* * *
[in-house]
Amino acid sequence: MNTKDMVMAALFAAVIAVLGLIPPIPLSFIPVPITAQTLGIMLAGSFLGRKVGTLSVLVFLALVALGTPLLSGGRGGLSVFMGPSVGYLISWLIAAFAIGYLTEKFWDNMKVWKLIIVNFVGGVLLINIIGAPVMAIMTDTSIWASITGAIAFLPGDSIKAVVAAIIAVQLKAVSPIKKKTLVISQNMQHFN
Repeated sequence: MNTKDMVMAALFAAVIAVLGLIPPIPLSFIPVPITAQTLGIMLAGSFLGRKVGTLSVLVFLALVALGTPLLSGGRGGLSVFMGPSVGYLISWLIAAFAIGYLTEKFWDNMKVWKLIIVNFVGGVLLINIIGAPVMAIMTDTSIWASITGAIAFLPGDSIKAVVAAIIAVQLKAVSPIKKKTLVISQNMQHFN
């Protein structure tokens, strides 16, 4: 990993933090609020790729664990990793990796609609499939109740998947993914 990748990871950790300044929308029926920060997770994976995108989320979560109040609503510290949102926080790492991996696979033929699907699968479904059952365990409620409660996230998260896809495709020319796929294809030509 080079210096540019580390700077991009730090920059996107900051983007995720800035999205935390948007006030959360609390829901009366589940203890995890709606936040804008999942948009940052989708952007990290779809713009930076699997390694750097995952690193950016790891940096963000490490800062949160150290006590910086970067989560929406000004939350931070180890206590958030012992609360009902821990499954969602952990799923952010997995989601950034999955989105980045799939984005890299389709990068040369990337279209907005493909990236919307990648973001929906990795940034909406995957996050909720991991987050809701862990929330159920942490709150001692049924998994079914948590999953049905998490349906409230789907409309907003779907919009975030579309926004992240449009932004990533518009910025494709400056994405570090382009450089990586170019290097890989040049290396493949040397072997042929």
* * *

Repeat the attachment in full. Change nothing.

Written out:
[in-house]
Amino acid sequence: MNTKDMVMAALFAAVIAVLGLIPPIPLSFIPVPITAQTLGIMLAGSFLGRKVGTLSVLVFLALVALGTPLLSGGRGGLSVFMGPSVGYLISWLIAAFAIGYLTEKFWDNMKVWKLIIVNFVGGVLLINIIGAPVMAIMTDTSIWASITGAIAFLPGDSIKAVVAAIIAVQLKAVSPIKKKTLVISQNMQHFN
Repeated sequence: MNTKDMVMAALFAAVIAVLGLIPPIPLSFIPVPITAQTLGIMLAGSFLGRKVGTLSVLVFLALVALGTPLLSGGRGGLSVFMGPSVGYLISWLIAAFAIGYLTEKFWDNMKVWKLIIVNFVGGVLLINIIGAPVMAIMTDTSIWASITGAIAFLPGDSIKAVVAAIIAVQLKAVSPIKKKTLVISQNMQHFN
């Protein structure tokens, strides 16, 4: 990993933090609020790729664990990793990796609609499939109740998947993914 990748990871950790300044929308029926920060997770994976995108989320979560109040609503510290949102926080790492991996696979033929699907699968479904059952365990409620409660996230998260896809495709020319796929294809030509 080079210096540019580390700077991009730090920059996107900051983007995720800035999205935390948007006030959360609390829901009366589940203890995890709606936040804008999942948009940052989708952007990290779809713009930076699997390694750097995952690193950016790891940096963000490490800062949160150290006590910086970067989560929406000004939350931070180890206590958030012992609360009902821990499954969602952990799923952010997995989601950034999955989105980045799939984005890299389709990068040369990337279209907005493909990236919307990648973001929906990795940034909406995957996050909720991991987050809701862990929330159920942490709150001692049924998994079914948590999953049905998490349906409230789907409309907003779907919009975030579309926004992240449009932004990533518009910025494709400056994405570090382009450089990586170019290097890989040049290396493949040397072997042929």